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Unnecessary string distance calculation when using @Field [DATAMONGO-1991] #2862

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spring-projects-issues opened this issue Jun 1, 2018 · 7 comments
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status: waiting-for-triage An issue we've not yet triaged type: enhancement A general enhancement

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Ludek Novotny opened DATAMONGO-1991 and commented

When @Field annotation is used to have different Mongo Document field name than bean field name, string distance (org.springframework.beans.PropertyMatches.calculateStringDistance) is calculated for all combinations of fields. If the distance is too big, name from annotation is used as fallback.

This causes a big performance hit in our application. Our solution was to implement cache in PropertyMatches but more permanent solution would be appreciated as we don't really want to maintain our version of spring-beans. We also believe the cache isn't the best solution. Is there a reason why field name from @Field isn't used with highest priority and string distance would be fallback?

This issue is somehow related to BATCH-1876. But our use case is with Mongo. Our application is running on Spring Boot 2.0.0-RELEASE


Reference URL: https://jira.spring.io/browse/BATCH-1876

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Oliver Drotbohm commented

Can you please clarify in how far this affects Spring Data MongoDB? Given the information provided so far, I don't see any connection here.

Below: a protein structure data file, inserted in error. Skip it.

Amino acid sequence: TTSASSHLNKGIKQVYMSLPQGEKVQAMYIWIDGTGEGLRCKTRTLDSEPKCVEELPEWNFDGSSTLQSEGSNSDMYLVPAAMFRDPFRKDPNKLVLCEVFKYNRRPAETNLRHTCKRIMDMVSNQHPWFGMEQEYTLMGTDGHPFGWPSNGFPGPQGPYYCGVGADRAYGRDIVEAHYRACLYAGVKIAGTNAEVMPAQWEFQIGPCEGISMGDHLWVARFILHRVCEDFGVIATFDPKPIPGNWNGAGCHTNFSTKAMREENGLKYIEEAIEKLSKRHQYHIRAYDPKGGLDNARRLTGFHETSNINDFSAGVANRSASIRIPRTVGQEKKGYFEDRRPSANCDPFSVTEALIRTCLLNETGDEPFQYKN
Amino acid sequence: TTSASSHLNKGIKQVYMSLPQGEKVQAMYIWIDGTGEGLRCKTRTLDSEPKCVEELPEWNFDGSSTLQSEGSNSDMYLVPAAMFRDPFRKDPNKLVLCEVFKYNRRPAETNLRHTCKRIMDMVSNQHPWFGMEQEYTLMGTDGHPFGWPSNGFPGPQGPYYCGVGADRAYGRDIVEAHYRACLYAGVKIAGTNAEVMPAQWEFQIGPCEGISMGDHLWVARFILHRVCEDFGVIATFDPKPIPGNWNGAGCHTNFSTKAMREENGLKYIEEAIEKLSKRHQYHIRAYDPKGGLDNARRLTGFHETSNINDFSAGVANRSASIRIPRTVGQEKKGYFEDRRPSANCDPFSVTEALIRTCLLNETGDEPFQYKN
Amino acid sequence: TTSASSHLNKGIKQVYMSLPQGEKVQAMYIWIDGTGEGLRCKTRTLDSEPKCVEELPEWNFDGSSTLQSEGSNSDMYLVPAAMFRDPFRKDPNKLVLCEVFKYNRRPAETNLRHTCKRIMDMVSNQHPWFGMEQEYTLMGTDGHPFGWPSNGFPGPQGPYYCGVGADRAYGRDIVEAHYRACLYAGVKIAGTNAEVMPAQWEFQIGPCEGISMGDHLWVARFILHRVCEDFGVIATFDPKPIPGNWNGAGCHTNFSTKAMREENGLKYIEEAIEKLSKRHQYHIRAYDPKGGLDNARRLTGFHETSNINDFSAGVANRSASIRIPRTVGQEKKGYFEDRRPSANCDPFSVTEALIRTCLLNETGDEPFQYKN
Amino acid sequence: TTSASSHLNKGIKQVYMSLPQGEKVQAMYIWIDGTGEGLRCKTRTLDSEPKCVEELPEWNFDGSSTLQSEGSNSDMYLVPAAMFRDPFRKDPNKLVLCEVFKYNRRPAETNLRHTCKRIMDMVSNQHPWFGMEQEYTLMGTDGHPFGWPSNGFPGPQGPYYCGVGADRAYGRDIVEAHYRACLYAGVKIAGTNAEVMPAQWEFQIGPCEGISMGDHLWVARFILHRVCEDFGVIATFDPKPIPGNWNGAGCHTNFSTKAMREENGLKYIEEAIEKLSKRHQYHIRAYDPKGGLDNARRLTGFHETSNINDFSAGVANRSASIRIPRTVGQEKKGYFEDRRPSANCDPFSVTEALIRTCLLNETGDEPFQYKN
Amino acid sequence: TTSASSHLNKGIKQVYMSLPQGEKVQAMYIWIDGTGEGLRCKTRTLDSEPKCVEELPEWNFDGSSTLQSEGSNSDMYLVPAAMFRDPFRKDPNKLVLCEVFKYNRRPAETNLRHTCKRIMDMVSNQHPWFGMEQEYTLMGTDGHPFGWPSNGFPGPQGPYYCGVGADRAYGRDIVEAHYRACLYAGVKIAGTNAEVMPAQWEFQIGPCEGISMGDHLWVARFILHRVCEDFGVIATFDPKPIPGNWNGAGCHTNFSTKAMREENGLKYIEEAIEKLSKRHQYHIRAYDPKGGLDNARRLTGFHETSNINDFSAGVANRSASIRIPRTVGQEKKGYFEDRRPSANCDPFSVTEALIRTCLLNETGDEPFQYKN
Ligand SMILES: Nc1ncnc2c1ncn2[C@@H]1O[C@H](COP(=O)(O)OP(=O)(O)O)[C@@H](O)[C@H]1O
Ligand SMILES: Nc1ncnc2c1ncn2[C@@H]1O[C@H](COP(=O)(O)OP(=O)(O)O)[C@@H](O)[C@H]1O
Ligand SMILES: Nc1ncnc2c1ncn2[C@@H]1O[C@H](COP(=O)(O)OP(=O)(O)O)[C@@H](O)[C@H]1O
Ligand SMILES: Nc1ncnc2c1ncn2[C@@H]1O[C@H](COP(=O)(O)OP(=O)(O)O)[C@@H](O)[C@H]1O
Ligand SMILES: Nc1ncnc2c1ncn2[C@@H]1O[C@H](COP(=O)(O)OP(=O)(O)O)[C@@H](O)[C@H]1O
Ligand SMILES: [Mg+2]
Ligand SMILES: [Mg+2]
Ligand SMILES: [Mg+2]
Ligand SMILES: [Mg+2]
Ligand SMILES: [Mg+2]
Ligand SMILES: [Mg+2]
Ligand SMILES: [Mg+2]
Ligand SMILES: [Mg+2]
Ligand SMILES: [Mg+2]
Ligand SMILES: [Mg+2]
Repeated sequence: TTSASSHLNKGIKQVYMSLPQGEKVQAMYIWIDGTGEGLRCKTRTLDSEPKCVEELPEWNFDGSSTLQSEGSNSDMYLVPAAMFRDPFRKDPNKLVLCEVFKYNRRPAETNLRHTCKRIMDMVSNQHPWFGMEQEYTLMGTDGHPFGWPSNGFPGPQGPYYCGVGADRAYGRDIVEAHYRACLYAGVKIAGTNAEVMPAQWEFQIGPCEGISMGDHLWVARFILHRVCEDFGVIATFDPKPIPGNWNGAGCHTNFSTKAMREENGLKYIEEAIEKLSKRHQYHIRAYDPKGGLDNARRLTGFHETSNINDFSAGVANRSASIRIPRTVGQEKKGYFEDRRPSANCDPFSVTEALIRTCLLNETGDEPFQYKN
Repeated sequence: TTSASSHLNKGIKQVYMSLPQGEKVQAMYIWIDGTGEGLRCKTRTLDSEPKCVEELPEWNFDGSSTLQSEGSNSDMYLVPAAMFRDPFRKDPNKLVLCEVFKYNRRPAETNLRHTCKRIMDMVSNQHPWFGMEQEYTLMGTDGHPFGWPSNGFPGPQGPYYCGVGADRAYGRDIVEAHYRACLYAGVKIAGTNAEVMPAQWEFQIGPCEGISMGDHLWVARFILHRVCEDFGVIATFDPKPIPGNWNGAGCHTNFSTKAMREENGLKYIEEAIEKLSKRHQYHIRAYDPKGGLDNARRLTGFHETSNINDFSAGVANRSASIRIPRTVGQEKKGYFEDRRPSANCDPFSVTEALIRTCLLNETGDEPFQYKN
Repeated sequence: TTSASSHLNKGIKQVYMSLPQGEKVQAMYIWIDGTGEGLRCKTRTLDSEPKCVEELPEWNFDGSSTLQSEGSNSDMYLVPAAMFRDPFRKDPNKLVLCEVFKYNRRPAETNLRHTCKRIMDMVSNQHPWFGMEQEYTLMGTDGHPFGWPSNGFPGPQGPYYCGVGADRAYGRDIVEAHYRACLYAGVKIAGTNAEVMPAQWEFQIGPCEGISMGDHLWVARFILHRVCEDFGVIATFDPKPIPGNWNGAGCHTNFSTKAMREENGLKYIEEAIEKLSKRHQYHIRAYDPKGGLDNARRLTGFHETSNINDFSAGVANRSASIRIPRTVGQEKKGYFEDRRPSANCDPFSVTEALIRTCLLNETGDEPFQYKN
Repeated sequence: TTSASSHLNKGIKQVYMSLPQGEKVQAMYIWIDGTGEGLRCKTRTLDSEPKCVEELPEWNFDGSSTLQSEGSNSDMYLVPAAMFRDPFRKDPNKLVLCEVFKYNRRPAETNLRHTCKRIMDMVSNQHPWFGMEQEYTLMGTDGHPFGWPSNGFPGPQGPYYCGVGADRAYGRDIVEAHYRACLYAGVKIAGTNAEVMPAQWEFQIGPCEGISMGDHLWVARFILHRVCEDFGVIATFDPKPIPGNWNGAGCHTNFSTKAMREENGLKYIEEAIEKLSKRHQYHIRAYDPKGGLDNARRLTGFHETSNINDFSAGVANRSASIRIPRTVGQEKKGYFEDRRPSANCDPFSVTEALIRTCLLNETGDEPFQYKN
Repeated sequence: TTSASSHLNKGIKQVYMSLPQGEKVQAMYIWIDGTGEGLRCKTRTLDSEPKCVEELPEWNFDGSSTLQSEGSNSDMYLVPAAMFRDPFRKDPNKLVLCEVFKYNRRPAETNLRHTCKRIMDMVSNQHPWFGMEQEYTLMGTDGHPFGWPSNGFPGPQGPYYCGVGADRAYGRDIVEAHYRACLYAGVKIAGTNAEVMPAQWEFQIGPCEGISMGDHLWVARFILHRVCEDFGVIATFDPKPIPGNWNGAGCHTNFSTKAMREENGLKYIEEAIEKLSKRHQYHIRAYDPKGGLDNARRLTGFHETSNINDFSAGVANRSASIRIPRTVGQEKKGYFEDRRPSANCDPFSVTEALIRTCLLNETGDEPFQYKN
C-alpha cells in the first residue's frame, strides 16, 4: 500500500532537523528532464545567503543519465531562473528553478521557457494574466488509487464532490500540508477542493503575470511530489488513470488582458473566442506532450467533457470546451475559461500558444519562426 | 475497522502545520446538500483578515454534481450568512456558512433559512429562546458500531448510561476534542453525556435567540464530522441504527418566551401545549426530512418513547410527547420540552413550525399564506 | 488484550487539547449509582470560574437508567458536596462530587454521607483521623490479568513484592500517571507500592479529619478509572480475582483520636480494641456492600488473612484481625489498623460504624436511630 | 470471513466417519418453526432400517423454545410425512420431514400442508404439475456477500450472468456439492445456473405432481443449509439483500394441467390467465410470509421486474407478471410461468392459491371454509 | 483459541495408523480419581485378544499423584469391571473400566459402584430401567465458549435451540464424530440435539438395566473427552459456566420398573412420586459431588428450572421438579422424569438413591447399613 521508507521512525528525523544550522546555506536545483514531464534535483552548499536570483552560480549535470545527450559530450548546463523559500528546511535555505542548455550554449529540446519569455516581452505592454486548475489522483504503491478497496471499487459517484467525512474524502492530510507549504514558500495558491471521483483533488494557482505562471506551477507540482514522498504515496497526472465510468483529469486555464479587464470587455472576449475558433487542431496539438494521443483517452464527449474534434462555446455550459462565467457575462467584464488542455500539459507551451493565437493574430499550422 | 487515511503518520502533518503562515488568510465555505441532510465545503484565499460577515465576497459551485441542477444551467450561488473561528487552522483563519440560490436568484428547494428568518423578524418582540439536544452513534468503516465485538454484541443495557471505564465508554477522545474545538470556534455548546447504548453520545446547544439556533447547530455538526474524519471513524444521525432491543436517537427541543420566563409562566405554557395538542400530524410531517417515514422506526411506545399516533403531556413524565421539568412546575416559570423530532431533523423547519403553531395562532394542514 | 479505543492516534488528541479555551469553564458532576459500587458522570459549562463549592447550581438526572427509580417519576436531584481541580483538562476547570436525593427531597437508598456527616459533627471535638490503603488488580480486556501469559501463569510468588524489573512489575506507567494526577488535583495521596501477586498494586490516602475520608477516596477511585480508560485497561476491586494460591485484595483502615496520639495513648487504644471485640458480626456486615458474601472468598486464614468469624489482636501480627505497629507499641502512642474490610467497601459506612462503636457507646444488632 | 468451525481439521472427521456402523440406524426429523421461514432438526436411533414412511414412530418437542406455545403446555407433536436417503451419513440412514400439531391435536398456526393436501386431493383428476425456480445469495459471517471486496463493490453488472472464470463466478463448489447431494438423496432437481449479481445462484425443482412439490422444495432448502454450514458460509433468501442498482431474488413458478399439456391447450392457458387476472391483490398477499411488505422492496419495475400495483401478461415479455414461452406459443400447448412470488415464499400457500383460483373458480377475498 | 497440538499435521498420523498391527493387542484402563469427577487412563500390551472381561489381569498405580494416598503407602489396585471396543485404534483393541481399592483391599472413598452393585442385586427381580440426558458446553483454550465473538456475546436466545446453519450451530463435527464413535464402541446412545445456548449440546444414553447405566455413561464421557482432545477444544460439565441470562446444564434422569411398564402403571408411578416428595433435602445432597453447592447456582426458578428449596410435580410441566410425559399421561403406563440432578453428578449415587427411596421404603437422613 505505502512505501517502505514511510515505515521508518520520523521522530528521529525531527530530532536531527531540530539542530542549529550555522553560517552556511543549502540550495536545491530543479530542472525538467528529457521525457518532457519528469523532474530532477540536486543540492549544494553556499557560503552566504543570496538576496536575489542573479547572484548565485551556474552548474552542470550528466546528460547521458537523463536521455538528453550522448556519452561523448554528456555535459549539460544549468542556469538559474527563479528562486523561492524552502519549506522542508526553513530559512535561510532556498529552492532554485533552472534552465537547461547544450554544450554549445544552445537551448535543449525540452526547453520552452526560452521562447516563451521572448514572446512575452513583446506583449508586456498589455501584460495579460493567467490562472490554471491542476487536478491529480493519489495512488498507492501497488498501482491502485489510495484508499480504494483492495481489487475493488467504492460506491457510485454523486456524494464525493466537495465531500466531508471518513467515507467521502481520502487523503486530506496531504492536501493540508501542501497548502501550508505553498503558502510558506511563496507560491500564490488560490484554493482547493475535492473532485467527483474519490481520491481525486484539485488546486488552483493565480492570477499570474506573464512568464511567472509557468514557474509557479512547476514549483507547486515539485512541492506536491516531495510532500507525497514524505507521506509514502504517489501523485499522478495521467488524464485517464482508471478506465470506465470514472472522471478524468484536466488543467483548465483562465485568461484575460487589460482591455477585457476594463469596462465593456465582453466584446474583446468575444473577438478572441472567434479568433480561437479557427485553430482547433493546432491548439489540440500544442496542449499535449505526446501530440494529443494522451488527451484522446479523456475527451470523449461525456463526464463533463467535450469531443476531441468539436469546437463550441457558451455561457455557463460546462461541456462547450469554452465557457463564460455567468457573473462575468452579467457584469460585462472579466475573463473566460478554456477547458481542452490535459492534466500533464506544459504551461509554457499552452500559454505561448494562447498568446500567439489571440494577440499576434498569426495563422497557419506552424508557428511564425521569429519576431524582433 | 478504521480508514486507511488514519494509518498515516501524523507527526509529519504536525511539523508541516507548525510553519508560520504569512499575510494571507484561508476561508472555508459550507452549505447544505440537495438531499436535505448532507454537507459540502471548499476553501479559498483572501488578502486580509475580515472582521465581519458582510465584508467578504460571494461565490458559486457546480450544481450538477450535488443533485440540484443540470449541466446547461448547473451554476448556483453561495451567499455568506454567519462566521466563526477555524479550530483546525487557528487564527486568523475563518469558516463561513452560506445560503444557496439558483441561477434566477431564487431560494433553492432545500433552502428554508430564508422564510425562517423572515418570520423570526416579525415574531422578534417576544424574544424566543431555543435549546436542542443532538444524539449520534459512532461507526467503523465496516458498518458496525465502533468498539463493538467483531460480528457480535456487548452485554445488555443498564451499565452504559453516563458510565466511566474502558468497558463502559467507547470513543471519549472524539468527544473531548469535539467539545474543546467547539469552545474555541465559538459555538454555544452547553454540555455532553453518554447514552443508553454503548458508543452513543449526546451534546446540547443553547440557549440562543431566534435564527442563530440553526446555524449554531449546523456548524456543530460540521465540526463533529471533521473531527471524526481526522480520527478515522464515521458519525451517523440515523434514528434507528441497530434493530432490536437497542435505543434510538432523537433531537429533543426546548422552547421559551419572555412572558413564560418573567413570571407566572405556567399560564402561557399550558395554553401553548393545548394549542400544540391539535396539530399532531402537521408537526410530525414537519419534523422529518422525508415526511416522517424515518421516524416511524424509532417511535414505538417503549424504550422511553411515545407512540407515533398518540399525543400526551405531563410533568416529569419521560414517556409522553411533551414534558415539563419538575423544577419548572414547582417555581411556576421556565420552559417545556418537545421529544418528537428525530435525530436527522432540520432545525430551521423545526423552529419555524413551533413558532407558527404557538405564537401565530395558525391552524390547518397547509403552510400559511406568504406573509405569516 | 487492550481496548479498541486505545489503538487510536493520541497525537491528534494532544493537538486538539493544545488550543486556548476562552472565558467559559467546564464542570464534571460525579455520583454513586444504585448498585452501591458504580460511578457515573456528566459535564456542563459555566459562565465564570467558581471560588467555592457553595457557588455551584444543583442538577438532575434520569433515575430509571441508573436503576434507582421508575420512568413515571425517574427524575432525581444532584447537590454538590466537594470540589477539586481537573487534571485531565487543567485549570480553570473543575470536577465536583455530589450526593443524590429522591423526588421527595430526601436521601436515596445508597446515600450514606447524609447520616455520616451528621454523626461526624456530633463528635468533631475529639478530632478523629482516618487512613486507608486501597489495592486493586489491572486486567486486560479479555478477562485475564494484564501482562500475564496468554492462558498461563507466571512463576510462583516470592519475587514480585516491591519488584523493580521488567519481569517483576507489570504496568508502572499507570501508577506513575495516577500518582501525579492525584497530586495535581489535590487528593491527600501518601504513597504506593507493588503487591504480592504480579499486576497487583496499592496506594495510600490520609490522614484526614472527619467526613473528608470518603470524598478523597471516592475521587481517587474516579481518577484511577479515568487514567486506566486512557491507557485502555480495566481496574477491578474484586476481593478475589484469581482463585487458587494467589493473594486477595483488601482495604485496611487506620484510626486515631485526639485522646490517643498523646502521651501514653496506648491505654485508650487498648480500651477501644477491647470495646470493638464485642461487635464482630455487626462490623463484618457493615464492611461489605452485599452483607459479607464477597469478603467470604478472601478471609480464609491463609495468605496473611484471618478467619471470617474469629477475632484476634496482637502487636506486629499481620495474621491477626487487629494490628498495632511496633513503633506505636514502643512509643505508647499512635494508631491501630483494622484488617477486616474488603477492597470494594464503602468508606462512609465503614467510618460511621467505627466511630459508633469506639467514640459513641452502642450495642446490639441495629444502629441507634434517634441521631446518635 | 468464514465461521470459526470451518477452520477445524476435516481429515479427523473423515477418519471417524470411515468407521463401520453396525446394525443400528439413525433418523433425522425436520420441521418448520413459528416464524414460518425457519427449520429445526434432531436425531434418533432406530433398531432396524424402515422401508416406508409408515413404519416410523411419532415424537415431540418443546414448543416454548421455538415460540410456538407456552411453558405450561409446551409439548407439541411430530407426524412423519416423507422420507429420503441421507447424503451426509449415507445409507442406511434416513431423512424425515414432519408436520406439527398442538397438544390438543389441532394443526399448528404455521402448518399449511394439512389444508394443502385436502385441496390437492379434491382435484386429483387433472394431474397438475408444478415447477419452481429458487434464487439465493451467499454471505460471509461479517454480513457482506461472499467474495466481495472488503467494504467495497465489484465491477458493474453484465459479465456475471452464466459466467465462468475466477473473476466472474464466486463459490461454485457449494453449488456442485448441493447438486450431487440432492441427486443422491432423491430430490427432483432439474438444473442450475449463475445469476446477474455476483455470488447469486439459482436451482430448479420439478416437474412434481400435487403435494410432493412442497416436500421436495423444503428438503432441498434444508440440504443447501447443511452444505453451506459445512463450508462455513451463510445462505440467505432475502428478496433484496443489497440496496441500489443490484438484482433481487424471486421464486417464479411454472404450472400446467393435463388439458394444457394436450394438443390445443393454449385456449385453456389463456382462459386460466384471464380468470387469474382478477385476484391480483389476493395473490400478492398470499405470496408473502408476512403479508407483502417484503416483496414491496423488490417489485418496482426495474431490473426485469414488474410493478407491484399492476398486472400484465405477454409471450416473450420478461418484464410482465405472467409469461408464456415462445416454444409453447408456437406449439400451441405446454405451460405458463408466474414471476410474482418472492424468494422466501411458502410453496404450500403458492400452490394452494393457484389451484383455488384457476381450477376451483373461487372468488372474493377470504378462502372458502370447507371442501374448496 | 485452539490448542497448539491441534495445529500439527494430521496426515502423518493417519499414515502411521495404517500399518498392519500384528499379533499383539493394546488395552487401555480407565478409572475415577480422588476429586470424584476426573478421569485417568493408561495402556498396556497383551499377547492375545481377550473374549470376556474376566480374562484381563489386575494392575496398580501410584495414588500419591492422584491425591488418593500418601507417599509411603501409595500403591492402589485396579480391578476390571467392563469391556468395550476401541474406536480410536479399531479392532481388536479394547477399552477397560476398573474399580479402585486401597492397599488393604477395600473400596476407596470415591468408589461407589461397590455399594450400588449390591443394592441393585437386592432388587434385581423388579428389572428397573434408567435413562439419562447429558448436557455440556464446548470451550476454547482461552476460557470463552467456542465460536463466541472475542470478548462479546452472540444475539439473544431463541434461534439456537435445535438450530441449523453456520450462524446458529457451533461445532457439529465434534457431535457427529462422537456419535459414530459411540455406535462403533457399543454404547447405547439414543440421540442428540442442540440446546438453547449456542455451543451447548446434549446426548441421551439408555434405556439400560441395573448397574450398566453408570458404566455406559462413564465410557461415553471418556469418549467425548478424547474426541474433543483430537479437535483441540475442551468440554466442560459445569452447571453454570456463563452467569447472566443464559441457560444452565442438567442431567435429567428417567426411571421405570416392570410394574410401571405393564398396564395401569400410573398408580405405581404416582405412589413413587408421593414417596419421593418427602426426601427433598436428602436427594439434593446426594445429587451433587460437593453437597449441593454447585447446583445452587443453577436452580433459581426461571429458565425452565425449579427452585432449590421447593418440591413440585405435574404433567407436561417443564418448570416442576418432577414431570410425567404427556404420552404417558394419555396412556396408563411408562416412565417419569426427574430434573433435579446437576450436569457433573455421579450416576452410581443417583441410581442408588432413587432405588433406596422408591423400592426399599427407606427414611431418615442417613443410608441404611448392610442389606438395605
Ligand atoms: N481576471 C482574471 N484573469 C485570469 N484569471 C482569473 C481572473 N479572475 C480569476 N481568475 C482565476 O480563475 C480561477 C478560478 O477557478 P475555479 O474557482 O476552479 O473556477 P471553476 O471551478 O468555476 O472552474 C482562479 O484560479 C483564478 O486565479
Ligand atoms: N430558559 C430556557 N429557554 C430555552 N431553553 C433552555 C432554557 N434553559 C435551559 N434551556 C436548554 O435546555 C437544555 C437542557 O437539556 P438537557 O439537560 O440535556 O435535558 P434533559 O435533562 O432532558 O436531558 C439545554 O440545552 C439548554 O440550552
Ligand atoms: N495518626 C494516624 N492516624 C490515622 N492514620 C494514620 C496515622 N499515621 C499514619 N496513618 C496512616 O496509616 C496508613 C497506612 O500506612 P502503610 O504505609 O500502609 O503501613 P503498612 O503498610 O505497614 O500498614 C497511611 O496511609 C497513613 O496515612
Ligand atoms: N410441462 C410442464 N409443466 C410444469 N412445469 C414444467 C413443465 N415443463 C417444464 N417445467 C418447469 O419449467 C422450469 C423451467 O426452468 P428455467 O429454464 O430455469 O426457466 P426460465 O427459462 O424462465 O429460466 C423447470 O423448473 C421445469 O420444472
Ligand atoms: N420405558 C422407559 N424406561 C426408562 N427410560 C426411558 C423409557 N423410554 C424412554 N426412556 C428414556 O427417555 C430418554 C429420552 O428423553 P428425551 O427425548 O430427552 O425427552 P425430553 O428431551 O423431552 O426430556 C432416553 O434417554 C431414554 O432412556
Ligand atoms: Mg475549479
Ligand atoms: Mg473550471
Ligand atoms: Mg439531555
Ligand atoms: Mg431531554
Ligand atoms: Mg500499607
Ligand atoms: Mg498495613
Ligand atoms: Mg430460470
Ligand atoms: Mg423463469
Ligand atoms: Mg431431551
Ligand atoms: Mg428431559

I briefly checked and we only use PropertyMatches in case we cannot resolve a PropertyPath and have to prepare an exception message that's helpful. The use of @Field alone doesn't actually trigger that calculation

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Ludek Novotny commented

Yes, it's not caused by @Field alone. The calculation of string distance happens when exception PropertyReferenceException is being created. But the exception is caught in QueryMapper.getPath and null is returned. Yet the bean field is still correctly mapped probably using the name provided in @Field. So the distance in this case was calculated unnecessarily

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Oliver Drotbohm commented

Can you please provide more information on what code you're executing? It feels unusual that you have code that's triggering that exception repeatedly

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Ludek Novotny commented

This is the simplified example. We use an account entity which has around 70 fields, most of them annotated with @Field. Some fields are separate entities which can have 5-10 other annotated fields. We use @Field quite a lot.

import lombok.Data;
import org.springframework.data.mongodb.core.mapping.Document;
import org.springframework.data.mongodb.core.mapping.Field;

@Document(collection = "accounts")
@Data
public class AccountTest {    
   @Field("field1")
   private String fieldOne;    
}

Each entity is loaded from db and processed. We have to process millions unique entities several times and in process, we generate new ones. Let's say that in total, we have to load 100.000.000 entities from db. And this is the test we used to debug it. The first query doesn't trigger exception because we use field name. The second query triggers string distance calculation.